The antidiabetic drug metformin is not prescribed for patients with reduced kidney function because the risk of adverse effects has been regarded as unacceptably high. A study at Sahlgrenska Academy, University of Gothenburg, Sweden, has found that the risks have been substantially overrated. As a result, many more patients with diabetes may be able to enjoy the benefits of the medication.
Type 2 diabetes, a very common condition, is increasingly prevalent around the world. Keeping diabetes under control and preventing complications requires not only lifestyle changes, but drug therapy to reduce blood glucose levels.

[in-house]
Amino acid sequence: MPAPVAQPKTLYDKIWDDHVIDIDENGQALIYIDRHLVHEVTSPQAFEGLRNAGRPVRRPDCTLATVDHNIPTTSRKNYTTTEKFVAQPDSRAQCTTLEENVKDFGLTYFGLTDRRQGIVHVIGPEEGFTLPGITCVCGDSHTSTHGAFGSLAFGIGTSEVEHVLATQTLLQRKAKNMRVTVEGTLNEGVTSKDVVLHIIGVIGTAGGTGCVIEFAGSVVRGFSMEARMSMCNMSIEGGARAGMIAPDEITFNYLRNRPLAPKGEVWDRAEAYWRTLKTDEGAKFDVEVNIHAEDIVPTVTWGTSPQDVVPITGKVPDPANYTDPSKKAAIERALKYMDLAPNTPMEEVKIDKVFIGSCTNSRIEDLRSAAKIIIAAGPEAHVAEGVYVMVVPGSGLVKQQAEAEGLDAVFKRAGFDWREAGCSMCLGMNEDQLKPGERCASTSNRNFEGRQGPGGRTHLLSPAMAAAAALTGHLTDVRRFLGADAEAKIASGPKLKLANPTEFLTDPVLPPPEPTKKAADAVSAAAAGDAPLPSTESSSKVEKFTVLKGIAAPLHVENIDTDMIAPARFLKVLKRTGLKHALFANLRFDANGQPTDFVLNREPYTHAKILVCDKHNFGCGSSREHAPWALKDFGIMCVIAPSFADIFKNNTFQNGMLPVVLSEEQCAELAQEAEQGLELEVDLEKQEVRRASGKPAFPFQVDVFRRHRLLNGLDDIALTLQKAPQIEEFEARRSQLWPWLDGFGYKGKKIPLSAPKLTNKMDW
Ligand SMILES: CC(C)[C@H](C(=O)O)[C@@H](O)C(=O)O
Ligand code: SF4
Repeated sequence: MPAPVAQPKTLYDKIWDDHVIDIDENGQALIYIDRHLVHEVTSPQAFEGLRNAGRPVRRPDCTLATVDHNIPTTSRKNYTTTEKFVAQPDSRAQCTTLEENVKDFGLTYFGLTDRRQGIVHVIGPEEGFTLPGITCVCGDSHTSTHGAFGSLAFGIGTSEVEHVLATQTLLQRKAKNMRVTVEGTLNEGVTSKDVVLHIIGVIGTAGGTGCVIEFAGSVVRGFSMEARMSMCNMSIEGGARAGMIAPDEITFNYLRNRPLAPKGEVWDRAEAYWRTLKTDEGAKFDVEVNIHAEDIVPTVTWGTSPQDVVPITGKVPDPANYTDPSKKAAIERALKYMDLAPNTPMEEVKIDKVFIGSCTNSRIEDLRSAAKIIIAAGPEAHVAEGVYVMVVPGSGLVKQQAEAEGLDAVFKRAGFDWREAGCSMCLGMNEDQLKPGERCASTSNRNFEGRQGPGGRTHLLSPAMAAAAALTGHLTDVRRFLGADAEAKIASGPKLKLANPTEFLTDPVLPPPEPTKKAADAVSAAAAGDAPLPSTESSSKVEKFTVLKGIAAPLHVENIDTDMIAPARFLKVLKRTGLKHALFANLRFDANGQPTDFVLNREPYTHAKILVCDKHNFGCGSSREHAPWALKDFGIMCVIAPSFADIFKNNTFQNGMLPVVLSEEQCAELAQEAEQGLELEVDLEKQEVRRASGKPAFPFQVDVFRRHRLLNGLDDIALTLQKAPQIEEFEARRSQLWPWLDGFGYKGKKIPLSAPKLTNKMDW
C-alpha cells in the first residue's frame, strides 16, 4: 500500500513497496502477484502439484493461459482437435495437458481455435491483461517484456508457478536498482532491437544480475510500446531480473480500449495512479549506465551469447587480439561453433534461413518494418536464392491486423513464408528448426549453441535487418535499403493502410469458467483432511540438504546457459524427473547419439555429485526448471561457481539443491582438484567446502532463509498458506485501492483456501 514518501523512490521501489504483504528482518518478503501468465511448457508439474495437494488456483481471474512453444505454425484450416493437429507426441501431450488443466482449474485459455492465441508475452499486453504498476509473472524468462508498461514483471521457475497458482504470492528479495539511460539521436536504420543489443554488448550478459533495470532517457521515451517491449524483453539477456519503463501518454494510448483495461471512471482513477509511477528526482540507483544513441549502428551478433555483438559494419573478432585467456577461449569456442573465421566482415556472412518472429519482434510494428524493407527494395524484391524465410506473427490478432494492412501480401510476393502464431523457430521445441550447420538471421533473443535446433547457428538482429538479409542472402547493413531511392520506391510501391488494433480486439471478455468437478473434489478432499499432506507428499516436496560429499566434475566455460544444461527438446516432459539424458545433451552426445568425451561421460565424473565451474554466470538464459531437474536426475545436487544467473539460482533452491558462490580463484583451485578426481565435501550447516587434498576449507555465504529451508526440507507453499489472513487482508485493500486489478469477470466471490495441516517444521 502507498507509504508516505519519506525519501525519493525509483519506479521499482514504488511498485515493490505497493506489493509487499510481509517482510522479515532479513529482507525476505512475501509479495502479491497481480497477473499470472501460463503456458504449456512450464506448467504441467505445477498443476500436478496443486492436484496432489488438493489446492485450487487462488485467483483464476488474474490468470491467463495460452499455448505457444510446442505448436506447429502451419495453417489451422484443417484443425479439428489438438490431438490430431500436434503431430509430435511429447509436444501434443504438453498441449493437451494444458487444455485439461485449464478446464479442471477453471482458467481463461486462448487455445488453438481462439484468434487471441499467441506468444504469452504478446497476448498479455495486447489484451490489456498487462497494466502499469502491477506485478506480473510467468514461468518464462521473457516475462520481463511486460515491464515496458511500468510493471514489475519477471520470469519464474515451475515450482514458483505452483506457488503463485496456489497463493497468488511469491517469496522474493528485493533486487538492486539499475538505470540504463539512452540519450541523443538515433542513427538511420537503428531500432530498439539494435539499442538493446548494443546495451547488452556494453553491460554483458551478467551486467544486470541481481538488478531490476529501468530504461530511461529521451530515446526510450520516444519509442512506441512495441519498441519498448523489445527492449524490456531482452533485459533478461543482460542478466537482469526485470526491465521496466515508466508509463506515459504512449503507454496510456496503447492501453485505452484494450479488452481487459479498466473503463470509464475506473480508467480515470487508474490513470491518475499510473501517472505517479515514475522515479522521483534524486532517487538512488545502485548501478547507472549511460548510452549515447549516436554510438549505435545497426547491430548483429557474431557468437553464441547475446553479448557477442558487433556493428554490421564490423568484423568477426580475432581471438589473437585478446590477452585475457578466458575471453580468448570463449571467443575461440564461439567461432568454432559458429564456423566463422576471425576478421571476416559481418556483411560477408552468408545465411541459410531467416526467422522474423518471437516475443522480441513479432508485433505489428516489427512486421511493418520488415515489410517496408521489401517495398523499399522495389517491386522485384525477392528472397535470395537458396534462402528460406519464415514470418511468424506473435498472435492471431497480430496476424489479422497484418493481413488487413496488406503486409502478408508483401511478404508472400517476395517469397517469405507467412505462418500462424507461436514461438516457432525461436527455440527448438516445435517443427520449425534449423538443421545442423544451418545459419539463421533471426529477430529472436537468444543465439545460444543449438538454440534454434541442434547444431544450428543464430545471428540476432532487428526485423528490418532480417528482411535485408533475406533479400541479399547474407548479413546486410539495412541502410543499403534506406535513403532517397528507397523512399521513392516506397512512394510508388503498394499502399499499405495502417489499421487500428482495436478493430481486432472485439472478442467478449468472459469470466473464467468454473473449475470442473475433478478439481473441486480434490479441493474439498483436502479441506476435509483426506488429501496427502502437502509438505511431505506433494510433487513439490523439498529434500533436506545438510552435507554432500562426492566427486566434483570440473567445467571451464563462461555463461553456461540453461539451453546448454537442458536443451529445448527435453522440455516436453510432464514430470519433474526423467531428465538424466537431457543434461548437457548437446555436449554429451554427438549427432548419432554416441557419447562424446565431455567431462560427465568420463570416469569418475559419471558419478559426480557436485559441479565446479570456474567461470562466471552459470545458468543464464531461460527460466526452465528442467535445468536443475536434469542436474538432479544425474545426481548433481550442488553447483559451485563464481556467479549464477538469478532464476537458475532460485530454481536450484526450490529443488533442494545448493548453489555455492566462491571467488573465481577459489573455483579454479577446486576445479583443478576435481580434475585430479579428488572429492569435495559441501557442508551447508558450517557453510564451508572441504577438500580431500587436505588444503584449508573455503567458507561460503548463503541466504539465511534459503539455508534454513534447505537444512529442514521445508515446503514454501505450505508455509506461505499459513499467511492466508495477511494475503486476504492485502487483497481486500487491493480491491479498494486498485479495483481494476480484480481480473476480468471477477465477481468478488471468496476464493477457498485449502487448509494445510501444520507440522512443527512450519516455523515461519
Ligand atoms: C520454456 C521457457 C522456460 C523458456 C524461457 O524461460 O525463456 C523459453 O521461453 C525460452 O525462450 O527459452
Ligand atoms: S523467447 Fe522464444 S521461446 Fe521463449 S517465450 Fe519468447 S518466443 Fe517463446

Among the most effective and frequently prescribed antidiabetics is metformin, which has been shown in a number of studies to lower the risk of death from cardiovascular disease. Because the drug has been considered causing an increased risk of developing a rare but life-threatening adverse effect known as lactic acidosis, it is not prescribed for patients with reduced kidney function.
Researchers at Sahlgrenska Academy, University of Gothenburg and Uppsala University have conducted a study involving 51,700 patients with type 2 diabetes from the Swedish national diabetes register and found that the risks are exaggerated.
The Gothenburg study shows that metformin is more effective than other glucose lowering drugs when it comes to reducing the risk of cardiovascular disease, serious infection and death in patients with normal kidney function, but also in patients with mild kidney impairment.